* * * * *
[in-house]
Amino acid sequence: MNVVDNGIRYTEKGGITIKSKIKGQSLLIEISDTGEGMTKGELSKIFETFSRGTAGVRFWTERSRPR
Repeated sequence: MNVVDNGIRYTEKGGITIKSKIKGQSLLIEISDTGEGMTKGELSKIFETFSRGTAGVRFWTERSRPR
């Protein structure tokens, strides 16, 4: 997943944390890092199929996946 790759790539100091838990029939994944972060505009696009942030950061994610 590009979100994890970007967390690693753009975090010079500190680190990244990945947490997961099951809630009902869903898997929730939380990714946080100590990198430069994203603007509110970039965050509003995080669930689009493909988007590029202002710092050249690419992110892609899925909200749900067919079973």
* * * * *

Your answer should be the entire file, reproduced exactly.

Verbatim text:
[in-house]
Amino acid sequence: MNVVDNGIRYTEKGGITIKSKIKGQSLLIEISDTGEGMTKGELSKIFETFSRGTAGVRFWTERSRPR
Repeated sequence: MNVVDNGIRYTEKGGITIKSKIKGQSLLIEISDTGEGMTKGELSKIFETFSRGTAGVRFWTERSRPR
């Protein structure tokens, strides 16, 4: 997943944390890092199929996946 790759790539100091838990029939994944972060505009696009942030950061994610 590009979100994890970007967390690693753009975090010079500190680190990244990945947490997961099951809630009902869903898997929730939380990714946080100590990198430069994203603007509110970039965050509003995080669930689009493909988007590029202002710092050249690419992110892609899925909200749900067919079973």